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almostido's avatar

Newlywed customs in Ireland?

Asked by almostido (4points) July 24th, 2011

There is a custom in Florence, Italy where sweethearts can “lock away their love” on a padlock on the Ponte Vecchio bridge. Are there any cute customs like this in Ireland? My fiance and I are planning on going to Ireland for our honeymoon, and are interested in learning about the honeymoon/sweetheart customs and traditions!

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3 Answers

Pied_Pfeffer's avatar

Welcome to Fluther, and congratulations on the upcoming wedding!

Here is one. You may not like the goal though:

The Irish translation for “honeymoon” is mi na meala, which means “the month of honey.” It was an Irish custom for the newlyweds to spend a month together drinking honeyed wine, secluded, in case their families tried to separate them. This was especially true if the couple had eloped. The belief was that after a month had passed the bride would become pregnant and her family would then desire her to remain with her new husband. Source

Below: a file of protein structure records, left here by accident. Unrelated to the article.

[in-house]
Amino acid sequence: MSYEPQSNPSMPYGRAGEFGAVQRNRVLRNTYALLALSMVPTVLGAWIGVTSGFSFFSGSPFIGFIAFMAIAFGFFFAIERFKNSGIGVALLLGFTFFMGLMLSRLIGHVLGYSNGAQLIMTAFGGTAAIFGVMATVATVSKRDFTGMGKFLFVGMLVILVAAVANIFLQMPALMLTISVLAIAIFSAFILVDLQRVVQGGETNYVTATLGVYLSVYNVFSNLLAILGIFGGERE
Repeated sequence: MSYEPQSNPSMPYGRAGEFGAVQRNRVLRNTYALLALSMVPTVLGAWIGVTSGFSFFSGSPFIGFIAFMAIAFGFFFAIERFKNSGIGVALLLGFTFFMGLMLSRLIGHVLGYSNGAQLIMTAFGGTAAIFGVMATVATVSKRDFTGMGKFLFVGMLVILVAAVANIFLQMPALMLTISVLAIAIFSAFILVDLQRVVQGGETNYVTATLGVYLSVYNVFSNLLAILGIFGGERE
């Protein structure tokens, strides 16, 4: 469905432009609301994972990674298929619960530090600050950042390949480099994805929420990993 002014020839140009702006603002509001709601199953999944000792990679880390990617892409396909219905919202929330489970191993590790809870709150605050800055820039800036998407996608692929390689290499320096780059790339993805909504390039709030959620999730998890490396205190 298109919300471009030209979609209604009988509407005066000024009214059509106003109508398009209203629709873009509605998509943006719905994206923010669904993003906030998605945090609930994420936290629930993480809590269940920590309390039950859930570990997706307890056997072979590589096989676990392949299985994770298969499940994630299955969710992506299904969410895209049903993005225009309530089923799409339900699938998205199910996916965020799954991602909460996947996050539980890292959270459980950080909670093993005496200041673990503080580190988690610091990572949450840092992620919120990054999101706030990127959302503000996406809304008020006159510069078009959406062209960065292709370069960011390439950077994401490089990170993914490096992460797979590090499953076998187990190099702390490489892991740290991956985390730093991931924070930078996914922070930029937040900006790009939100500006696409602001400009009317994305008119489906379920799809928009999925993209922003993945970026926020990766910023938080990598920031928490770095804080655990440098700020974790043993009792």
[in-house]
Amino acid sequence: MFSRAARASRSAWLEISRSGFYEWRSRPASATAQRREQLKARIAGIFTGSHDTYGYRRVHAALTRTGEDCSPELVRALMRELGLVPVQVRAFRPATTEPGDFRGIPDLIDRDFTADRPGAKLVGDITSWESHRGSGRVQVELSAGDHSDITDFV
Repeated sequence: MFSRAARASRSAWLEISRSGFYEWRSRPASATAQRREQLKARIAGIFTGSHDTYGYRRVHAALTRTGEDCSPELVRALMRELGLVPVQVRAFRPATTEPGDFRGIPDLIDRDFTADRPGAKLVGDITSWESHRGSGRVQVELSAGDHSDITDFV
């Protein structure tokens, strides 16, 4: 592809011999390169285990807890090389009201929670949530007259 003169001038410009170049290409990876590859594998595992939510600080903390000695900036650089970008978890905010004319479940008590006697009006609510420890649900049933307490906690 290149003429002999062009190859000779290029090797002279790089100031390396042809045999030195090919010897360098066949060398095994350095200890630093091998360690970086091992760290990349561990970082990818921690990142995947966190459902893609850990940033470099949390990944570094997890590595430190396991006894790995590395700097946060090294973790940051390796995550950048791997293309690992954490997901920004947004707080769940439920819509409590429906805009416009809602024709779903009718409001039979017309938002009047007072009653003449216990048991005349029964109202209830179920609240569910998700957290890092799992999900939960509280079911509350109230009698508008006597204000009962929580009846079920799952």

marinelife's avatar

“The Claddagh Ring

Named after Claddagh, a fishing village in Galway (in Western Ireland), the Claddagh ring is handed down from mother to daughter and is used both as the betrothal and wedding ring. It is worn with the crowns facing inward, toward the wrist, on betrothal, and outward, toward the nail, upon marriage. Today, it is still used as a wedding ring and it is considered improper for a person to buy one for him or herself; it must be given as a gift.”

“The Month of Honey

The word for honey is “meala” in Irish. “Mi na meala,” the month of honey, refers to the month after the wedding when the newlyweds celebrated by drinking mead, a brew made of fermented honey. Following the wedding, a sufficient amount of mead was given to the bride and groom, along with special goblets, so they could share the unique brew for one full moon after their wedding—and thus the term honeymoon was coined. It was believed that this delicate yet potent drink was the best way to ensure a good beginning for a new marriage, and it was also believed to endow powers of virility and fertility.


Kardamom's avatar

I believe kissing the blarney stone is still in fashion. Read about that here

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